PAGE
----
I think what we do is we learn to live in that struggle. We look at this challenge as an opportunity to make ourselves better, more complete, more complex, more nuanced. In whatever way we can grow or improve, we are using the struggle for good. It’s not that we ignore the questions, God forbid. No. We articulate our questions, we get mad, we feel the pain, and then we dive right into those emotions and swim to the other side. In the other side we articulate our faith, in God and in people and in ourselves, we find reasons for hope and excuses to love, and then we dive right back into the battle zone and struggle with our feelings.
It’s not easy. It doesn’t simplify things. But while there is an elegance to simplicity, the most beautiful things are truly the most complex and intricate. These struggles enable us to weave a delicate tapestry that expresses our most basic human emotions. It won’t magically make us feel happy again. But in my view, we don’t try to feel better as much as we just try to feel. Feel all the feelings, live on this precipitous cliff, embrace the struggle, and when we emerge from the fray we will have found something new in ourselves.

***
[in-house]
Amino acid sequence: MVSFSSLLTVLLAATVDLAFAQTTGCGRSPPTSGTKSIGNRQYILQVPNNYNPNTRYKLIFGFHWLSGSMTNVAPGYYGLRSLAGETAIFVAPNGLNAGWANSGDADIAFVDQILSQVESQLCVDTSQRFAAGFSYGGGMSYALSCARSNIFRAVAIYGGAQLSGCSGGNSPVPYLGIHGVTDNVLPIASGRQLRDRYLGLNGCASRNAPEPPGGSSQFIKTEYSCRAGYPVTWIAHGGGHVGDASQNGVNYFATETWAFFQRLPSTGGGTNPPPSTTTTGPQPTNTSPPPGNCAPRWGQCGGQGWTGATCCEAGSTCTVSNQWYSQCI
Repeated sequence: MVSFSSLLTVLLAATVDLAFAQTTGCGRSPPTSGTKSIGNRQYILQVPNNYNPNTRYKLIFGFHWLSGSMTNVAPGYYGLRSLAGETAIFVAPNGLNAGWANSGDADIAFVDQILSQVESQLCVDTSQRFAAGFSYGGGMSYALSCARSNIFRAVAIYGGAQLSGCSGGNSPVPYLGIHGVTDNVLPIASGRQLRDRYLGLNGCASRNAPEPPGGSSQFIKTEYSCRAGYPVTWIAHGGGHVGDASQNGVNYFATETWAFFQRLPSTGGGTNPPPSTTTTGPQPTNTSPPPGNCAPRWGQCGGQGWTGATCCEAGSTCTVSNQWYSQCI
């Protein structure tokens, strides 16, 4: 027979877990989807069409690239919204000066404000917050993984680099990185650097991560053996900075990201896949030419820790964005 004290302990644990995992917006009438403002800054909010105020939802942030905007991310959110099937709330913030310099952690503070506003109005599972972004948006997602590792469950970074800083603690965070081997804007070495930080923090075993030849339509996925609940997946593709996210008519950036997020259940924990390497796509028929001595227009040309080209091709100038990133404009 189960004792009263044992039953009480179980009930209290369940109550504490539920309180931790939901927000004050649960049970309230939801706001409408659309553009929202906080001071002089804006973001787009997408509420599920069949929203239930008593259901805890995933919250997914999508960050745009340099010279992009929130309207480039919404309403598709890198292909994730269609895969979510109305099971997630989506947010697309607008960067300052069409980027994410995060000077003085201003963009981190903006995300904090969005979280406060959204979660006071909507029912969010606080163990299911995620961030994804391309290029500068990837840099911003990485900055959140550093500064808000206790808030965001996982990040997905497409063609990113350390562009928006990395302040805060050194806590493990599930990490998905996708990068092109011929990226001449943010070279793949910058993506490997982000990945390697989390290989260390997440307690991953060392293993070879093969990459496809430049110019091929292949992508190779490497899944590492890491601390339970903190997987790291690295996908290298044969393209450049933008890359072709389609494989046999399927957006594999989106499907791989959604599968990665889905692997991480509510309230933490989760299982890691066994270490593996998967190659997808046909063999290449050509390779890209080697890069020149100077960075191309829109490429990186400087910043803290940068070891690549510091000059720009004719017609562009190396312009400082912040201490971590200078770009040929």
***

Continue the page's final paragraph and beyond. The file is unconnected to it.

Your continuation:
“וּמָחָה אֲדֹנָי יְהוִה דִּמְעָה מֵעַל כָּל פָּנִים”
Visit Fink or Swim. / Rabbi Eliyahu FinkRabbi Eliyahu Fink
About the Author: Rabbi Eliyahu Fink, J.D. is the rabbi at the famous Pacific Jewish Center | The Shul on the Beach in Venice CA. He blogs at finkorswim.com. Connect with Rabbi Fink on Facebook and Twitter.The author's opinion does not necessarily reflect the opinion of The Jewish Press.
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